[0004] An embodiment includes a dynamic display device, coupled to a windshield wiper, that dynamically displays (a) one surface of a panel while the windshield wiper arm is stationary and (b) then, when the wiper arm moves, flips and displays an additional surface of the panel and, possibly, displays another panel (or panels). The panel surfaces may include messages (e.g., written, pictorial, bumper stickers, images, displays, cartoons, advertisements, safety warnings, etc.) that consequently change when the panels flip during windshield wiper movement.

[0005] Figures 1 -15 include various embodiments of the invention. For example, bottom piece 10 (which includes Surface B) attaches to windshield wiper arm 35 (e.g., a rear windshield wiper arm) with connectors (e.g., zip ties, wire, string, cable, cord, elastic band, rope, screws, binding, harness, shackle, strap, and the like) and, in one embodiment, does not require adhesive that may damage a vehicle's finish. Figures 1 and 2 illustrate an embodiment that includes three message surfaces: surface A (5), surface B (10), and surface C (15). Figure 15 illustrates how the device initially displays Surface A (5) in the stationary/closed configuration (Figure 15a), and then opens or flips to reveal Surfaces B (10) and C (15) in the open configuration (Figure 15d), and then returns to the stationary/closed configuration (Figure 15g). Surfaces B and C allow for further elaboration of the message initially shown on Surface A. The opening or flipping may be due to, for example, gravity and/or inertia.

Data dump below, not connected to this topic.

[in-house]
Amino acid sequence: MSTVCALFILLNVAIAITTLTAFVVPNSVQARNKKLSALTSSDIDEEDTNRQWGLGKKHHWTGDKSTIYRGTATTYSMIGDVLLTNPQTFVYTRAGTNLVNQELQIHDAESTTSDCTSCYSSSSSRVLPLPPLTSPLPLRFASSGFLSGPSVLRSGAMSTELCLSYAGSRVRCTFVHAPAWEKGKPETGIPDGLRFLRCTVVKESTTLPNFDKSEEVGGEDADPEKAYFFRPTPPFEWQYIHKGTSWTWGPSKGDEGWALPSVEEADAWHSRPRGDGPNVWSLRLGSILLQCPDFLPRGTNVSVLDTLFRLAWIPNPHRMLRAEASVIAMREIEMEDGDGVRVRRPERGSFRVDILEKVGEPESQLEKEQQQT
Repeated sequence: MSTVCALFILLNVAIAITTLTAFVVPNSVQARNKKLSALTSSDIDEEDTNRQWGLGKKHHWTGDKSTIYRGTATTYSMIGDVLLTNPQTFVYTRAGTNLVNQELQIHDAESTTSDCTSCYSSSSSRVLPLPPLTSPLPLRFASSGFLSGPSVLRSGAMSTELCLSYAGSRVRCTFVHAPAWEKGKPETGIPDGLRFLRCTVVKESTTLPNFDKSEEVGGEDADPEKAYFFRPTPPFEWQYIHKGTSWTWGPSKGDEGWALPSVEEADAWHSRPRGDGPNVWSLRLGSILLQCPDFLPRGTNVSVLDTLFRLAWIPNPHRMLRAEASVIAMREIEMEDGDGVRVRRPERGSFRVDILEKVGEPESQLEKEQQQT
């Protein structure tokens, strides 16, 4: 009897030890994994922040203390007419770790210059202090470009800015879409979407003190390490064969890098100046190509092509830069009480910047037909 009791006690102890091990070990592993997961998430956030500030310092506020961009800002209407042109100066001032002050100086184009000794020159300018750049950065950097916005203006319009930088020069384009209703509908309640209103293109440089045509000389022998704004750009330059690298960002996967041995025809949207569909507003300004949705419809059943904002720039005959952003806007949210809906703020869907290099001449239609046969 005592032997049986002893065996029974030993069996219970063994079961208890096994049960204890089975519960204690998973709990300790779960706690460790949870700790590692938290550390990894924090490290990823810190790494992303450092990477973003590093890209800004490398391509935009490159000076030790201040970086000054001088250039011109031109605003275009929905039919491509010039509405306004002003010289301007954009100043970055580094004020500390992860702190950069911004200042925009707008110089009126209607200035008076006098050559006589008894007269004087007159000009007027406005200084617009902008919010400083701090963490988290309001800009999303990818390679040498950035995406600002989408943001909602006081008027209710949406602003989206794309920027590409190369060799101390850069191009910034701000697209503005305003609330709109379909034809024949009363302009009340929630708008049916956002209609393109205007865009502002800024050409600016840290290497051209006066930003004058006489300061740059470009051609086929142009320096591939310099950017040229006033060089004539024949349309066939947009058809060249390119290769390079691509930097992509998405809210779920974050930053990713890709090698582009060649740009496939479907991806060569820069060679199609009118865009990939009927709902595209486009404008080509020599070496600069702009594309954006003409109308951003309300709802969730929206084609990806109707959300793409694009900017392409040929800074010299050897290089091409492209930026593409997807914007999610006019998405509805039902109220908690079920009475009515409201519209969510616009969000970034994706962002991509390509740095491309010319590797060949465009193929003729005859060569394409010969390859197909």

[0006] There are many embodiments of this "further elaboration of the message." For example, Surface A (5) may include "Drive Safely", Surface B (10) may include "When Raining", and Surface C (15) may include an image of rain drops. As another example, Surface A (5) may include "Drink More", Surface B (10) may include "Acme Brand Milk", and Surface C (15) may include an image of a cow. As a further example, Surface A (5) may include "Go Tigers", Surface B (10) may include "Beat the Giants", and Surface C (15) may include an image of a football. As yet another example, Surface A (5) may include "When in doubt", Surface B (10) may include "Tell the truth", and Surface C (15) may include an image of the author.